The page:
Hive supports different data types to be used in table columns. The data types supported by Hive can be broadly classified in Primitive and Complex data types.

The primitive data types supported by Hive are listed below:

1. Numeric Types

  • TINYINT (1-byte signed integer, from -128 to 127)
  • SMALLINT (2-byte signed integer, from -32,768 to 32,767)
  • INT (4-byte signed integer, from -2,147,483,648 to 2,147,483,647)
  • BIGINT (8-byte signed integer, from -9,223,372,036,854,775,808 to 9,223,372,036,854,775,807)
  • FLOAT (4-byte single precision floating point number)
  • DOUBLE (8-byte double precision floating point number)
  • DECIMAL (Hive 0.13.0 introduced user definable precision and scale)

2. Date/Time Types

  • DATE

3. String Types

  • CHAR

4. Misc Types

Apart from these primitive data types Hive offers some complex data types which are listed below:

5. Complex Types

  • arrays: ARRAY<data_type>
  • maps: MAP<primitive_type, data_type>
  • structs: STRUCT<col_name : data_type [COMMENT col_comment], ...>
  • union: UNIONTYPE<data_type, data_type, ...>

Wednesday, 18 December 2013

Logstash, ElasticSearch and Kibana Integration for Clickstream Weblog Ingestion

Logstash, ElasticSearch and Kibana Integration for Clickstream Weblog Ingestion

Logstash, ElasticSearch and Kibana Integration for Clickstream Weblog Ingestion

In this blog I am going to show case how we can develop a quick and easy demo application for clickstream weblog ingestion, search and visualization. We will achieve this using Logstash for log ingestion, store it in ElasticSearch and make a pretty dashboard using Kibana. For clickstream weblog I am using logs data from ECML/PKDD 2005 Discovery Challenge . You can download complete weblogs after registering there. These weblog are delimited by semi-colon (;) and have below mentioned fields in order:
  • shop_id
  • unixtime
  • client ip
  • session
  • visted page
  • referrer
Here are some sample log lines:
For creating this demo we need to create a logstash configuration file (lets name this file clickstream.conf) which consists of specifying inputs, filters and outputs. The clickstream.conf file looks like:
input { 
  file {
# path for clickstream log
    path => "/home/rishav.rohit/Desktop/clickstream/_2004_02_01_19_click_stream.log"
# define a type for all events handeled by this input
    type => "weblog"
    start_position => "beginning"
# the clickstream log is in character set ISO-8859-1
    codec => plain {charset => "ISO-8859-1"}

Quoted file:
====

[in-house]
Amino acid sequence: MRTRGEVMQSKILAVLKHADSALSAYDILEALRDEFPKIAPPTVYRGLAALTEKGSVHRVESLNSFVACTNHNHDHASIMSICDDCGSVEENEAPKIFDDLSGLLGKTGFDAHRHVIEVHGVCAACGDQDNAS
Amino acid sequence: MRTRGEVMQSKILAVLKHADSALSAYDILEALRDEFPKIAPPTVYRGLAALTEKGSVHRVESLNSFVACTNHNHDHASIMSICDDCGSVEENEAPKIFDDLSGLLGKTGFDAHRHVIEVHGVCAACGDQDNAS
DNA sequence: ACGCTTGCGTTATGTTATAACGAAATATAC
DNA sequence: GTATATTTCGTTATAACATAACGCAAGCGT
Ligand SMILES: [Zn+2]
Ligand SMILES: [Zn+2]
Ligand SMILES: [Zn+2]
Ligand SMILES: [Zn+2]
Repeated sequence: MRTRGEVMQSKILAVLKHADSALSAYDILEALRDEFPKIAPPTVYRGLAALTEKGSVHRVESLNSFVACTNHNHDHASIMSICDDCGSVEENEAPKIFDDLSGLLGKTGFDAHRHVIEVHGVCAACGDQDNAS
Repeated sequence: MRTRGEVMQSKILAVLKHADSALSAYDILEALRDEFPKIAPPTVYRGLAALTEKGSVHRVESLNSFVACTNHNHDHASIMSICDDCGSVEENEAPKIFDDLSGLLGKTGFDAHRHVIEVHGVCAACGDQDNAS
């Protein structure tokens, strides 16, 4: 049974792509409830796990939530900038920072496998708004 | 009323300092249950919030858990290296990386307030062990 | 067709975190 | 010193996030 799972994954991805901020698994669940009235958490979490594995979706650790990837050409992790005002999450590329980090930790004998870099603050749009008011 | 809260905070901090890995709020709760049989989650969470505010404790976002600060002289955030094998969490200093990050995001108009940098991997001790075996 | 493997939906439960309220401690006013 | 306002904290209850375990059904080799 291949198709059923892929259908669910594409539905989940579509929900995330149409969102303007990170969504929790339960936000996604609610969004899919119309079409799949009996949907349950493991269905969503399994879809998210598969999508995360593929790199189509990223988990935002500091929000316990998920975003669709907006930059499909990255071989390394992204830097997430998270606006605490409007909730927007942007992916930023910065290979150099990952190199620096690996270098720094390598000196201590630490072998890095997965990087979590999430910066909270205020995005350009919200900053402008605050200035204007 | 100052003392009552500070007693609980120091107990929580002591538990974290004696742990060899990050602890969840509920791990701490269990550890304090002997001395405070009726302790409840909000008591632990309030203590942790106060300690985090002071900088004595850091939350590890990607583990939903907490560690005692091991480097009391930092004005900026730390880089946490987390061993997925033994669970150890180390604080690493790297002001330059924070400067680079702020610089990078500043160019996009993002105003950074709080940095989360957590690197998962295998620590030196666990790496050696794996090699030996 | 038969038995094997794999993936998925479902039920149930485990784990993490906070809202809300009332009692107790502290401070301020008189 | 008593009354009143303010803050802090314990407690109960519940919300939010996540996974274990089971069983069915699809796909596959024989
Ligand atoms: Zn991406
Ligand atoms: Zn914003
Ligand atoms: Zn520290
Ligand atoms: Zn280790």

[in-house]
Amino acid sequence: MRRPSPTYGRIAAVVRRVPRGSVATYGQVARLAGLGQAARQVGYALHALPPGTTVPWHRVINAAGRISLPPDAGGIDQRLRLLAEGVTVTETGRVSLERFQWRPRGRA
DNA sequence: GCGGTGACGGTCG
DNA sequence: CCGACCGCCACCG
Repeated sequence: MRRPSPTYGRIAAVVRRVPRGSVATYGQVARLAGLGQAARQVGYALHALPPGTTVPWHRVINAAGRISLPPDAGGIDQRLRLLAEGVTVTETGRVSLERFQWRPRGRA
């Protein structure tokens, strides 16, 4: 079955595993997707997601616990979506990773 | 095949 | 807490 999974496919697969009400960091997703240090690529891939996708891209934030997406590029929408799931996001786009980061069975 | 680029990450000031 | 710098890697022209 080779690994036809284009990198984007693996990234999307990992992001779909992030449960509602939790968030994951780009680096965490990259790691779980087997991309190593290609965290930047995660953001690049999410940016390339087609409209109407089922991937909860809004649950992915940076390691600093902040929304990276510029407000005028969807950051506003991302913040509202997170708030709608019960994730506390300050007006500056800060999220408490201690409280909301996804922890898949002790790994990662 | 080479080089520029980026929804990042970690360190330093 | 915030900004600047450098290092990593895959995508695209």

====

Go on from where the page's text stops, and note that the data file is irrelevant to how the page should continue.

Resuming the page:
filter {
  csv {
# define columns present in weblog
    columns => [shop_id, unixtime, client_ip, session, page, referrer]
    separator => ";"
  grok {
# get visited page and page parameters
    match => ["page", "%{URIPATH:page_visited}(?:%{URIPARAM:page_params})?"]
     remove_field => ["page"]
  date {
# as we are getting unixtime field in epoch seconds we will convert it to normal timestamp
    match => [ "unixtime", "UNIX" ]
  geoip {
# this will convert ip to longitude-latitude using GeoLiteCity database from Maxmind
    source => "client_ip"
    fields => ["latitude","longitude"]
    target => "geoip"
    add_field => [ "[geoip][coordinates]", "%{[geoip][longitude]}" ]
    add_field => [ "[geoip][coordinates]", "%{[geoip][latitude]}"  ]
  mutate {
# this will convert geoip.coordinates to float values
    convert => [ "[geoip][coordinates]", "float" ]

output { 
# store output in local elasticsearch cluster
  elasticsearch {
    host => ""
To start logstash agent we run below command:
java -jar logstash-1.2.2-flatjar.jar agent -f clickstream.conf
A sample record in ElasticSearch looks like this:

    _index: logstash-2004.02.01
    _type: logs
    _id: I1N0MboUR0O1O3RZ-qXqnw
    _version: 1
    _score: 1
    _source: {
        message: [
        @timestamp: 2004-02-01T18:00:07.000Z
        @version: 1
        type: weblog
        path: /home/rishav.rohit/Desktop/clickstream/_2004_02_01_19_click_stream.log
        shop_id: 14
        unixtime: 1075658407
        session: f07f39ec63abf67f965684f3fa5729c4
        page_visited: /findp/
        page_params: ?&id=63&view=1,2,3,14,20,15&p_14=nerez
        geoip: {
            latitude: 50.08330000000001
            longitude: 14.466700000000003
            coordinates: [

So we have parsed complex log message into simpler components and converted fields like unixtime to datetime, IP to latitude-longitude and got page visited by the client. Now using Kibana we can quickly make dashboard with these panels